Saturday, December 1, 2012

The Last December


The Mayans are well known for their advanced civilization, their devotion to corn, and their scary-ass calendar. That last is getting a lot of press this year because it appears to be predicting the end of days, or at least the end of the calendar. Christmas isn't even on it.

It's an odd thing about ancient knowledge: many people assume it is more dependable than the modern. If the state of modern science reflects everything that has been learned before, it's somehow not as good as if we'd just stopped figuring things out when the goatherds were in charge. This isn't sensible, but the fact is, there are people who would read something dire into their printer running out of ink.

So let's look at the Mayan calendar. There were several. There was a short one that just ran about 52 years, or what would be considered a normal lifespan. That's about all anyone really needs, but then they discovered that it isn't long enough to really flesh out hope and regret, so they developed a long-count one to go with. This is the one currently twisting the panties of the gullible.

The long one is presumed to have begun at a mythical starting point of August 11, 3114 B.C., which is even longer ago than some other culture's goatherds thought there had been a world. Of course the August date is a modern extrapolation; they didn't even have an August that long ago. August was Caesar Augustus's personal month, and he made damn sure it was at least as long as Julius's month. Nobody minded if February was short, because the weather was bad. September through December were named after the numbers seven through ten, although they are the ninth through the twelfth months. Really, these people shouldn't have been entrusted with time measurement. Anyway, back to the Mayans, who, being more mysterious, are presumed to be more reliable, prognostication-wise. They got their calendar started in 3114 B.C. where it could coil down to zero and snap back again, gaining great momentum to slingshot it forward, but all that juice is running out now after a couple thousand years.

Which means that at the very least we could use a new calendar, and there is a movement afoot to do just that. We have a perfectly serviceable one going, the Gregorian (or "regular"). But the Hanke-Henry Permanent Calendar would reform it to make every year identical, with each given calendar date always falling on the same day of the week.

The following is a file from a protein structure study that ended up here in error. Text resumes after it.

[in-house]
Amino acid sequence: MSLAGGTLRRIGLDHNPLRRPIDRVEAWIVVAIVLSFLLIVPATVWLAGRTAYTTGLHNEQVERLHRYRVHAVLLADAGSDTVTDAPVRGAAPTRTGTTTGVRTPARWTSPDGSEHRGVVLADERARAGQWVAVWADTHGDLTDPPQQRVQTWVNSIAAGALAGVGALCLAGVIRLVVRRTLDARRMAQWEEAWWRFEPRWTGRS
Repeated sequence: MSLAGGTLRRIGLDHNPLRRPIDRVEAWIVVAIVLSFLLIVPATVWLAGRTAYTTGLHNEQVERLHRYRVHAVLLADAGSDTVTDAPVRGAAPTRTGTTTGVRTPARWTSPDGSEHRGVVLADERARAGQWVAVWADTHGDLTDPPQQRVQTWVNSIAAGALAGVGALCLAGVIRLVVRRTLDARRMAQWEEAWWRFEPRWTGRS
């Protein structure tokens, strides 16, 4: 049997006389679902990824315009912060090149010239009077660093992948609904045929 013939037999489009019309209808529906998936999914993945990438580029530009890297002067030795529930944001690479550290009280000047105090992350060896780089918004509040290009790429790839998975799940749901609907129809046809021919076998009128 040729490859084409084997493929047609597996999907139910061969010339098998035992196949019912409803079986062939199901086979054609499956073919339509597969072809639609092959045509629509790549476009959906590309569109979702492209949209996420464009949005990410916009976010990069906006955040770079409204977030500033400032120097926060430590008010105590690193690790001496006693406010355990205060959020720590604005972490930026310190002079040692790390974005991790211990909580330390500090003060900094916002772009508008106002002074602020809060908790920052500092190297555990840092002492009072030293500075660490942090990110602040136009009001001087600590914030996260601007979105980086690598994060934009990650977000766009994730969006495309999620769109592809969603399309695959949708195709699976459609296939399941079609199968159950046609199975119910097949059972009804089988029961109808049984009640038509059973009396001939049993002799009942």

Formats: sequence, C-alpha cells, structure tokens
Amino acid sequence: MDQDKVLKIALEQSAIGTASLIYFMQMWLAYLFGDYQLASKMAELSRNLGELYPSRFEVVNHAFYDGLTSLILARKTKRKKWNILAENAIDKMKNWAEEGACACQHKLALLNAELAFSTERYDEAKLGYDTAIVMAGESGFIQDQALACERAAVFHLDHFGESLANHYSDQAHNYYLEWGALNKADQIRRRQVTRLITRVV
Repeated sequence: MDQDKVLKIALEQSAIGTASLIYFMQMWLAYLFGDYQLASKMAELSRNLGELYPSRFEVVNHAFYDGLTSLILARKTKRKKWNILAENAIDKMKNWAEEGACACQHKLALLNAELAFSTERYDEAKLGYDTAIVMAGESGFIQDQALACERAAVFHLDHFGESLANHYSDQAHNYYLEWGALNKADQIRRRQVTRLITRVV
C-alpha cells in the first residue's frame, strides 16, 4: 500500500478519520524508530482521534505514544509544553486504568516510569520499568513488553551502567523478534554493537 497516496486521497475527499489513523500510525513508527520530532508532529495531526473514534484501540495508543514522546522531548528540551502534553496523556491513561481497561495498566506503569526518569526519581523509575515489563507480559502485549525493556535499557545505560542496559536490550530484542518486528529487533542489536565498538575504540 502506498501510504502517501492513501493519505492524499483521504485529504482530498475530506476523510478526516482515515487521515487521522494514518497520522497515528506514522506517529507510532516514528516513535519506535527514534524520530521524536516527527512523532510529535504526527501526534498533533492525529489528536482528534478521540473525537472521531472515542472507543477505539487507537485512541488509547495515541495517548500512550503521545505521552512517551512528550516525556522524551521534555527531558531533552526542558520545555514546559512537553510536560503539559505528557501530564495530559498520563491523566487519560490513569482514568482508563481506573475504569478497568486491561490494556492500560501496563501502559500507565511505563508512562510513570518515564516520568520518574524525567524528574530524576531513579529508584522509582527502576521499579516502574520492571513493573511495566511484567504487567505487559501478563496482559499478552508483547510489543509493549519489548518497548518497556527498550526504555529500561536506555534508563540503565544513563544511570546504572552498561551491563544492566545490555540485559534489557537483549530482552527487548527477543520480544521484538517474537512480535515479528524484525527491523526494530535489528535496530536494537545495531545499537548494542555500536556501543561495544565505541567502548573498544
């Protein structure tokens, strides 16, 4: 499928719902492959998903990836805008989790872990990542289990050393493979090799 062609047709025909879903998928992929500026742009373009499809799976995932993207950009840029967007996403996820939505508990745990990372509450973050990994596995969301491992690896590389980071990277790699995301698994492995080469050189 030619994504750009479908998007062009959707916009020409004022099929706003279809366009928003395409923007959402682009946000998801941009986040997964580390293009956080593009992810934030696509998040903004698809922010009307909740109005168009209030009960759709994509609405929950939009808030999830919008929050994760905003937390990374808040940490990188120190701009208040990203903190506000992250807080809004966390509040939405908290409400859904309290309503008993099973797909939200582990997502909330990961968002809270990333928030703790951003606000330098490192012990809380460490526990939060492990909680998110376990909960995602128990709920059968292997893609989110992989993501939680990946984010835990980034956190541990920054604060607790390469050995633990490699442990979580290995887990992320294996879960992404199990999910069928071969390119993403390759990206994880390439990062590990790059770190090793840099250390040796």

There's a certain kind of person that is attracted to orderly things like that, but they're the same kind of people who can't go to sleep until they've made sure their pictures are hanging straight. You can't live with them. They alphabetize their spice shelf. They make spreadsheets. They are not well people. They're engineers.

If you do want to make up your own calendar, and you like cake and attention, you could always make every eighth day your birthday. Only then you'll find yourself 300 years old in no time, you'll have a frosting layer at your midsection, you'll sweat sprinkles, and you'll find your house filling up with ceramic hippopotamuses because someone saw that first one early on and word got around that you collect them. Really, you're better off with the Gregorian.

82 comments:

  1. I like cake! I like attention! Imma gonna do it, Murr, the eighth-day birthday calendar! What the hay? As you know, my pants don't fit me anyway.
    (btw, thanks for stopping over and commenting - I may email you more about this topic)

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  2. I used to be married to an engineer.

    I actually saw that Mayan calendar in Mexico City last January. I figure the biggest threat it presents is potentially falling off the museum wall and crushing a few innocent civilians...

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    1. Oooo, I hope it does it on December 20th. That'll keep 'em talking for years. "World Ends For Joe Zlotnik."

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  3. I have a massage scheduled for the Last Day. I hope it waits until after noon before the world ends. :-)

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    1. It's a good way to go out. Happy birthday, Djan!

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  4. My house was built by a Boeing engineer. I keep discovering all manner of Things That Don't Work As Intended. Mostly electrical things.

    I think your cat is trying to tell us something. Maybe cats speak Mayan.

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    1. I hope at least some of your seats recline all the way.

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  5. I don't know if I believe that calendar or not, but it isn't affecting my life. Well, of course, I'm so old I feel as if I helped the Mayans.